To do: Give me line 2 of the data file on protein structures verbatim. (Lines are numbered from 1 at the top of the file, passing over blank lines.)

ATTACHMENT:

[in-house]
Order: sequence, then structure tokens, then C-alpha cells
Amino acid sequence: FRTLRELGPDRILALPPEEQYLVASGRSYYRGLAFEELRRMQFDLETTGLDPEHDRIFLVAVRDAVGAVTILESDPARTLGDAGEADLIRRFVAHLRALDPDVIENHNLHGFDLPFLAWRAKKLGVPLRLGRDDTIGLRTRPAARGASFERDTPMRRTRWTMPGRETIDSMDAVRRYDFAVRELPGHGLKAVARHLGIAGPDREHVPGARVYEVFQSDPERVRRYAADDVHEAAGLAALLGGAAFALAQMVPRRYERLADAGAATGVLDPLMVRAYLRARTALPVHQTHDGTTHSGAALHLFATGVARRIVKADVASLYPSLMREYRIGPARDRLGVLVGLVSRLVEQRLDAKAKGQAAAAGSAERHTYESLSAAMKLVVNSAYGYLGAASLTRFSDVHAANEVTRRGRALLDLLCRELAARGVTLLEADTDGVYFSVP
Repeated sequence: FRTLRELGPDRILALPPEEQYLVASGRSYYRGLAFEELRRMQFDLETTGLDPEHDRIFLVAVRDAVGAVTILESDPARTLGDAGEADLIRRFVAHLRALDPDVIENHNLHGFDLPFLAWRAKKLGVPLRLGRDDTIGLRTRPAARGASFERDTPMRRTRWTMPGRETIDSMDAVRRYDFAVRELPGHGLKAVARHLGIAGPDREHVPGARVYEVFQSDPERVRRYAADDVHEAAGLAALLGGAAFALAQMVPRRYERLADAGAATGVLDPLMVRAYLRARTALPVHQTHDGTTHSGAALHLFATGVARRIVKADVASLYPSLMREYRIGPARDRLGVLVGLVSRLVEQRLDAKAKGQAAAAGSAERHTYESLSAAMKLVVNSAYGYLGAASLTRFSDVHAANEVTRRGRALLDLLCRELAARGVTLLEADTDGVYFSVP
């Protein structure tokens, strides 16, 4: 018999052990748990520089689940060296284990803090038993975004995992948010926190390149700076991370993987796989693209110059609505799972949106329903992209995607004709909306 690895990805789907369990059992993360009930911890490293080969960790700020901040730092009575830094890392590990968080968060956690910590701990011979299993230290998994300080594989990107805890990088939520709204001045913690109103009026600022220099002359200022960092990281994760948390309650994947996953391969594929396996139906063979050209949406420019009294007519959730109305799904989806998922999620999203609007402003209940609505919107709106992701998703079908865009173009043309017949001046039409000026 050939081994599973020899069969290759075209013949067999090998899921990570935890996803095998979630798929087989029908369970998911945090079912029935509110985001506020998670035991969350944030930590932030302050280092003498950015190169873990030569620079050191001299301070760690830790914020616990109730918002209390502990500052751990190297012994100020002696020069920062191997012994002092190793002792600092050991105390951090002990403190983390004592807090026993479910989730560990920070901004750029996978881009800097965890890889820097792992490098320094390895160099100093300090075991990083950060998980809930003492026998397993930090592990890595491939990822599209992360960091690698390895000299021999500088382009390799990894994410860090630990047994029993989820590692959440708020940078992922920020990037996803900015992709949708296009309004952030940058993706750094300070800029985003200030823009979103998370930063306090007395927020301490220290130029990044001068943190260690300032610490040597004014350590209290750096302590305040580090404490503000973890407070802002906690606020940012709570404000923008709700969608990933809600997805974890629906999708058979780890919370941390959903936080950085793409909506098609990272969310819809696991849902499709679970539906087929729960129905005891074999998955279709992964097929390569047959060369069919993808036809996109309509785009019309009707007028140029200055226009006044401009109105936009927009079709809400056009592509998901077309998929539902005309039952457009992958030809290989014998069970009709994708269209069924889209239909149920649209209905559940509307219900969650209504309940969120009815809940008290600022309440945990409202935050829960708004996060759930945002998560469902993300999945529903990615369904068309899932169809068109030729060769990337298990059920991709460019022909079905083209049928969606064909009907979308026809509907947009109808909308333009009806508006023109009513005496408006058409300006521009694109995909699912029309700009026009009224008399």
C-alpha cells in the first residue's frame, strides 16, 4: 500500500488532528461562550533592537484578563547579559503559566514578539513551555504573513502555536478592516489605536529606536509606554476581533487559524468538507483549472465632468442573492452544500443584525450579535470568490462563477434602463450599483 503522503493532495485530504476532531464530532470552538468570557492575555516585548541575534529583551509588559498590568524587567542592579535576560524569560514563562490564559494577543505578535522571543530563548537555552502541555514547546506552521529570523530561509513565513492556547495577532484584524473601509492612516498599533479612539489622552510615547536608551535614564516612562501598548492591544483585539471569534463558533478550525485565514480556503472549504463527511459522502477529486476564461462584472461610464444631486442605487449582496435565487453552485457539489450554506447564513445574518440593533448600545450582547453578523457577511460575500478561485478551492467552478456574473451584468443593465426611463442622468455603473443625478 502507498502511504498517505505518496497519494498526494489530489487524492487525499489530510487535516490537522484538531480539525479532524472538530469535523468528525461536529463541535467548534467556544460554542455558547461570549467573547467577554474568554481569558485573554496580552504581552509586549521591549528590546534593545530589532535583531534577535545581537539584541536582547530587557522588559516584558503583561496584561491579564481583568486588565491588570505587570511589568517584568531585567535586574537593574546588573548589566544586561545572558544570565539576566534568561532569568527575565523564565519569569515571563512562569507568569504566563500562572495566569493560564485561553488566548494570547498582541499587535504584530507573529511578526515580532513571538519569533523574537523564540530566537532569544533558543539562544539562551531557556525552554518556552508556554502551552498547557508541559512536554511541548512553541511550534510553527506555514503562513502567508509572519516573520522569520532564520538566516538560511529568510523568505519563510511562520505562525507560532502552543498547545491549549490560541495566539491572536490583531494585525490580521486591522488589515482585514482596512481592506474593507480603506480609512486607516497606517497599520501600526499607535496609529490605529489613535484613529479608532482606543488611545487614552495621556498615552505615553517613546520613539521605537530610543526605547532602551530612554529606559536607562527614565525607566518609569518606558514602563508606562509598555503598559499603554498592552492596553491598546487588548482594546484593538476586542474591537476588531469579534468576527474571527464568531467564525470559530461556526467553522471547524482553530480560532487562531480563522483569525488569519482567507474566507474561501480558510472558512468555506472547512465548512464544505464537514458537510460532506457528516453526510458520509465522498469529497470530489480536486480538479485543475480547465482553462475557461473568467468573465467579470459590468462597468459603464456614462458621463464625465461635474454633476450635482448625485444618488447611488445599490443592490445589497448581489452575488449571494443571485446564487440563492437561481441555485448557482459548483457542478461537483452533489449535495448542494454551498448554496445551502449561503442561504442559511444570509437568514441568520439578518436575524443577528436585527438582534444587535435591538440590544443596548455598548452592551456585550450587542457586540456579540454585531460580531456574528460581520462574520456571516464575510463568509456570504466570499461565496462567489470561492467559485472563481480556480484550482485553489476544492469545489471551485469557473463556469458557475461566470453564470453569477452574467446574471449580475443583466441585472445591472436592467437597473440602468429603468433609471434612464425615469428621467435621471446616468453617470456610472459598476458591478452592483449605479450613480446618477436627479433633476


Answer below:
Order: sequence, then structure tokens, then C-alpha cells